- Ability to ‘create’ or import Collaterals
- Raise and Secure Credit Lines
- Loan Security or Collateral
- Open Trade Positions
Collateral Transfer encompasses the term of ‘lease’ or ‘leasing’ as a descriptive term. Whilst it is not possible to physically lease a Bank Guarantee (BG) or Standby Letter of Credit (SBLC), see WHY LEASING it is possible to effectively import these bank instruments (BG’s and SBLCs) on a ‘rental’ basis.
A Bank Guarantee is a method to secure or guarantee a payment. They are commonly used a Credit Facility Guarantees to secure or underpin credit lines, loans and other forms of credit advancement. Equally, SBLC’s (or Standby Letters of Credit) are used for the same purpose, although a Bank Guarantee is better suited for the job.
Bank Guarantees can be effectively ‘rented’ from a third party known as a ‘Provider’. Providers are often large private equity companies, hedge funds and wealthy family offices. They enter into Collateral Transfer Agreements with entities that wish to ‘borrow’ or ‘rent’ security in the form of a BG or SBLC. The Provider will pledge his assets (cash, gold, liquid stocks and shares, etc.) with his bank and instruct the issue of a BG or SBLC to the recipient in return for a Contract Fee (or ‘rental’ payment) generally on an annual basis. The recipient will indemnify the Provider against loss and will therefore agree to extinguish any loans or credit secured on the Guarantee prior to its expiry. As there is a ‘promise’ to remove any encumbrances or effectively to ‘return the Guarantee at expiry’ it resembles the act of leasing, hence the term ‘leasing of Bank Guarantees’.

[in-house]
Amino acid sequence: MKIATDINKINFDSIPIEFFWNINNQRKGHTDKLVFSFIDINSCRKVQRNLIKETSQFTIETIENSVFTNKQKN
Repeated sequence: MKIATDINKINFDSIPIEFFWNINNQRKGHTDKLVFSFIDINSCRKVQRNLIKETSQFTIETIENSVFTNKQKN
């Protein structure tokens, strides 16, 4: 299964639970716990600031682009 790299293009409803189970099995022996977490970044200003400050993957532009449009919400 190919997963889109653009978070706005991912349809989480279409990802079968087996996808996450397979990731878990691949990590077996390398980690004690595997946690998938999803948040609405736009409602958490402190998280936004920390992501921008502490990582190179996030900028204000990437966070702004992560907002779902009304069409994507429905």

The Parties to these transactions are the Provider and the Recipient. Their respective banks and bankers are not party to the Collateral Transfer Agreement as they will simply “accept instructions” from both parties. The Issuing Bank will act for the Provider and take his instructions; the Recipient Bank will act for the Recipient and further take his instructions. Banks do not directly enter into these facilities as the assets underpinning the whole transaction belong to a third party outside the bank (i.e. the Provider). The Recipient Bank may offer to extend credit to the Recipient against the security of the incoming Guarantee. However, the Recipient Bank will have no other role than to receive the Guarantee and accept it as security for any credit granted to the Recipient or Beneficiary of it.
There are several new private banks being formed specifically for collateral management and we may see in the next few years, private banks offering these services by utilise their own balance sheets to make such commitments. However currently, they are done off the bank balance sheet. This means that the Guarantee being issued is not issued on the strength of the bank or the banks rating. All Guarantees issued under this manner are for ‘value received’ and therefore the bank rating is not so important.
A Recipient Bank may judge the strength of the incoming Guarantee by the Issuing Banks performance on honouring its payments as depicted by their own experiences with that certain bank. As Bank Guarantees cannot be bought or sold or traded in any way, bank ratings are not affirmed to the instrument.
Recipients of Bank Guarantee or indeed SBLC’s have a specific purpose and requirement. The Guarantee is therefore worded for such purpose, i.e. to secure a credit or loan or to secure (third party) performance or contractual obligations.